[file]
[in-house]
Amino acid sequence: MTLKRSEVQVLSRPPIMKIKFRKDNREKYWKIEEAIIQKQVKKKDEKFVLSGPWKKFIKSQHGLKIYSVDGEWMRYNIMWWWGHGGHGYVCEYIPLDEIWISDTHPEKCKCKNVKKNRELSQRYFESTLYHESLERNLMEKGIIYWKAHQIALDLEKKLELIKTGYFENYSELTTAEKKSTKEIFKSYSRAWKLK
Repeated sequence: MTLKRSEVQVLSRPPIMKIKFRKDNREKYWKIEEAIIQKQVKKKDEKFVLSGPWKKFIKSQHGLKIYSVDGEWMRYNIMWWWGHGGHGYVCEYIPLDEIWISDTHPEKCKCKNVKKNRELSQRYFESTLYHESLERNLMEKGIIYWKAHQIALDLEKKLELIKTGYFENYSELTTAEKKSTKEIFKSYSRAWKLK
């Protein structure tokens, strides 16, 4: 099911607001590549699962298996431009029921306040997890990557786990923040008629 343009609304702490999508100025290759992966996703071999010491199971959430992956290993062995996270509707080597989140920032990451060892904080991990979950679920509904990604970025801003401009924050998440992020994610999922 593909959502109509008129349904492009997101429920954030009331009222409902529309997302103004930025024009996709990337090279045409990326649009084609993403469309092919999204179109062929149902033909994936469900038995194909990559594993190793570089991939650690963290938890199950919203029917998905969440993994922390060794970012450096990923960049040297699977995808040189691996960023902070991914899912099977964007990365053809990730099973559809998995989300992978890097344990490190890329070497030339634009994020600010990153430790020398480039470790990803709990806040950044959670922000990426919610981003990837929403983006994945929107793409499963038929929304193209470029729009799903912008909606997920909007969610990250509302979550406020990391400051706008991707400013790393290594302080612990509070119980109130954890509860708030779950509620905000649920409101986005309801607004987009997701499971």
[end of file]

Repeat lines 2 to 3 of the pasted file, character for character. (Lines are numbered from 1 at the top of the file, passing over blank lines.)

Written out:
Amino acid sequence: MTLKRSEVQVLSRPPIMKIKFRKDNREKYWKIEEAIIQKQVKKKDEKFVLSGPWKKFIKSQHGLKIYSVDGEWMRYNIMWWWGHGGHGYVCEYIPLDEIWISDTHPEKCKCKNVKKNRELSQRYFESTLYHESLERNLMEKGIIYWKAHQIALDLEKKLELIKTGYFENYSELTTAEKKSTKEIFKSYSRAWKLK
Repeated sequence: MTLKRSEVQVLSRPPIMKIKFRKDNREKYWKIEEAIIQKQVKKKDEKFVLSGPWKKFIKSQHGLKIYSVDGEWMRYNIMWWWGHGGHGYVCEYIPLDEIWISDTHPEKCKCKNVKKNRELSQRYFESTLYHESLERNLMEKGIIYWKAHQIALDLEKKLELIKTGYFENYSELTTAEKKSTKEIFKSYSRAWKLK